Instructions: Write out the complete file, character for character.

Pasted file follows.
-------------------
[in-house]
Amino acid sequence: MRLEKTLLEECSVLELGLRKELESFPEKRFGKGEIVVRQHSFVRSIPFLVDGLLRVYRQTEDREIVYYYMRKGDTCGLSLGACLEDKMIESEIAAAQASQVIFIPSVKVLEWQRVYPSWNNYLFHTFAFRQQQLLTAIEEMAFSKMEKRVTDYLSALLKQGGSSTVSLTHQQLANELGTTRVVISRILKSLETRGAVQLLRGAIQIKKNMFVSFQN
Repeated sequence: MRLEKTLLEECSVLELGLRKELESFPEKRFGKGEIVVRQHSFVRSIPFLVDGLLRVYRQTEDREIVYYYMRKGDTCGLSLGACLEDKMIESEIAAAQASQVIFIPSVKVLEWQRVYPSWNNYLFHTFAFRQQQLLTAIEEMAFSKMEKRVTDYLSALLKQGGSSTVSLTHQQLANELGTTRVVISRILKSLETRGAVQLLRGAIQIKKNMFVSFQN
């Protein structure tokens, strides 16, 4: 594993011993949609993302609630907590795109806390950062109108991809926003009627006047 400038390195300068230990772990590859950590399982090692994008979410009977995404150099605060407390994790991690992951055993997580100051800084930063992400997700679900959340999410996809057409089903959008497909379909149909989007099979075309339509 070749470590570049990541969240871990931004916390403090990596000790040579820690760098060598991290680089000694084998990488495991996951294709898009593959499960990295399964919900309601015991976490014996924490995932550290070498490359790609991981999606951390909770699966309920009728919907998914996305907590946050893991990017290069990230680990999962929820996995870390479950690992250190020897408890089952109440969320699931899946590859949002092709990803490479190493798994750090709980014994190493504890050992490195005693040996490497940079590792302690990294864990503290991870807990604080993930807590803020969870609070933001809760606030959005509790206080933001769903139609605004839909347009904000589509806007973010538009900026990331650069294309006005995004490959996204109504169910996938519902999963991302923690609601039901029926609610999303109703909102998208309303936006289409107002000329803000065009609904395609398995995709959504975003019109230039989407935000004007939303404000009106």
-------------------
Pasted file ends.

[in-house]
Amino acid sequence: MRLEKTLLEECSVLELGLRKELESFPEKRFGKGEIVVRQHSFVRSIPFLVDGLLRVYRQTEDREIVYYYMRKGDTCGLSLGACLEDKMIESEIAAAQASQVIFIPSVKVLEWQRVYPSWNNYLFHTFAFRQQQLLTAIEEMAFSKMEKRVTDYLSALLKQGGSSTVSLTHQQLANELGTTRVVISRILKSLETRGAVQLLRGAIQIKKNMFVSFQN
Repeated sequence: MRLEKTLLEECSVLELGLRKELESFPEKRFGKGEIVVRQHSFVRSIPFLVDGLLRVYRQTEDREIVYYYMRKGDTCGLSLGACLEDKMIESEIAAAQASQVIFIPSVKVLEWQRVYPSWNNYLFHTFAFRQQQLLTAIEEMAFSKMEKRVTDYLSALLKQGGSSTVSLTHQQLANELGTTRVVISRILKSLETRGAVQLLRGAIQIKKNMFVSFQN
């Protein structure tokens, strides 16, 4: 594993011993949609993302609630907590795109806390950062109108991809926003009627006047 400038390195300068230990772990590859950590399982090692994008979410009977995404150099605060407390994790991690992951055993997580100051800084930063992400997700679900959340999410996809057409089903959008497909379909149909989007099979075309339509 070749470590570049990541969240871990931004916390403090990596000790040579820690760098060598991290680089000694084998990488495991996951294709898009593959499960990295399964919900309601015991976490014996924490995932550290070498490359790609991981999606951390909770699966309920009728919907998914996305907590946050893991990017290069990230680990999962929820996995870390479950690992250190020897408890089952109440969320699931899946590859949002092709990803490479190493798994750090709980014994190493504890050992490195005693040996490497940079590792302690990294864990503290991870807990604080993930807590803020969870609070933001809760606030959005509790206080933001769903139609605004839909347009904000589509806007973010538009900026990331650069294309006005995004490959996204109504169910996938519902999963991302923690609601039901029926609610999303109703909102998208309303936006289409107002000329803000065009609904395609398995995709959504975003019109230039989407935000004007939303404000009106």